Sorry states : apologies in international politics
Author(s)Lind, Jennifer M., 1969-
Massachusetts Institute of Technology. Dept. of Political Science.
Barry R. Posen.
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Are apologies and other acts of contrition necessary to reduce threat and build trust between former adversaries? This has become an accepted conventional wisdom, despite the fact that the effects of contrition have not yet been tested. This dissertation outlines and tests an "apology theory" of international politics, thus contributing to debates within international relations theory about the role of intentions in threat perception between states, as well as to policy debates about the role of contrition in peace building. The apology theory posits that a state's "policies of remembrance" affect perception of its intentions in the eyes of other states, and thus influence the degree to which others see it as threatening. According to the theory, apologies foster perception of benign intentions and thus reduce threat perception. I test the apology theory in two empirical case studies: South Korean threat perception of Japan and French threat perception of Germany, both since World War II. To determine whether my findings appear valid in other cases, I conduct three "mini-cases": Chinese and Australian perceptions of Japan, and British perceptions of Germany. The study has three principal findings. First, the Japan case shows that denial of past violence (unapologetic remembrance) is pernicious for bilateral relations; it fuels distrust and increases threat perception between states. Acknowledgement of past violence is vital for former adversaries to establish productive and friendly relations. Second, the European case shows that moving beyond acknowledgement of past violence--undertaking extensive policies of contrition--yields little benefit. When the French discuss their perceptions of(cont.) Germany, they emphasize factors other than remembrance. Third, moving beyond a basic acknowledgement of past violence to policies of contrition may actually be harmful for relations. The case of Japan suggests that policies of contrition can trigger domestic backlash, which in turn alarms observers. The potential backlash effect from contrition is an important finding for academic and activist literatures on post-conflict peace-building, which often recommend policies of contrition, but have neglected to consider its potential negative effects.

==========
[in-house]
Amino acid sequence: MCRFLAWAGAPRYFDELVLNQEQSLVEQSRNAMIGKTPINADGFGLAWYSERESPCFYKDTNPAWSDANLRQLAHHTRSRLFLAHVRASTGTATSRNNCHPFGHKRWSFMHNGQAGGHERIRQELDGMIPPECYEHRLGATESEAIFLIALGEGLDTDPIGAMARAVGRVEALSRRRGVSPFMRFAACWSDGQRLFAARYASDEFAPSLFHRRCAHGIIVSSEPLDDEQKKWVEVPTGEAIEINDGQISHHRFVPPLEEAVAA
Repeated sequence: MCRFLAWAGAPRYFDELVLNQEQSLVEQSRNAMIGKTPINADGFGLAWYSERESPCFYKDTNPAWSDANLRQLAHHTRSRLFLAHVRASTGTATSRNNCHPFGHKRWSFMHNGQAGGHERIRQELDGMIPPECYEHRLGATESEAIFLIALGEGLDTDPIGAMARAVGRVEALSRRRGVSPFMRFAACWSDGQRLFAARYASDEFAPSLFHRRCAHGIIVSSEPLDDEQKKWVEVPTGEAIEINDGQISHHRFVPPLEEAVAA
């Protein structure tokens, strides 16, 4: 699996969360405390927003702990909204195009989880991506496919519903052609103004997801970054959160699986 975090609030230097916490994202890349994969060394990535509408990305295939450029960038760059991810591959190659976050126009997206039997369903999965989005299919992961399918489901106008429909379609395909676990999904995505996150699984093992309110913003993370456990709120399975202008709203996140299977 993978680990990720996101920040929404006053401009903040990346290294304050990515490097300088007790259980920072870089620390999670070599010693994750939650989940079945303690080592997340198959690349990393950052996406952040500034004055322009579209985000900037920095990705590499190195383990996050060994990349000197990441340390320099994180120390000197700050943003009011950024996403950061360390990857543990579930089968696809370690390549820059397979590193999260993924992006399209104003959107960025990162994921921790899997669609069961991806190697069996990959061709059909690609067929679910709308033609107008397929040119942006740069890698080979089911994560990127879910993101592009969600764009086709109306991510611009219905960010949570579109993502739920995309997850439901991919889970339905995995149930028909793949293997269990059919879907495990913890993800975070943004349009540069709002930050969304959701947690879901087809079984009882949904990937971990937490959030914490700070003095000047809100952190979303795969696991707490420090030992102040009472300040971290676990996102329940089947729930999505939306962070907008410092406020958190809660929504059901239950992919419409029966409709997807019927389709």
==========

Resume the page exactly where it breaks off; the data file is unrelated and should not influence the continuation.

Thesis (Ph. D.)--Massachusetts Institute of Technology, Dept. of Political Science, 2004.Includes bibliographical references (p. 419-436).
DepartmentMassachusetts Institute of Technology. Dept. of Political Science.
Massachusetts Institute of Technology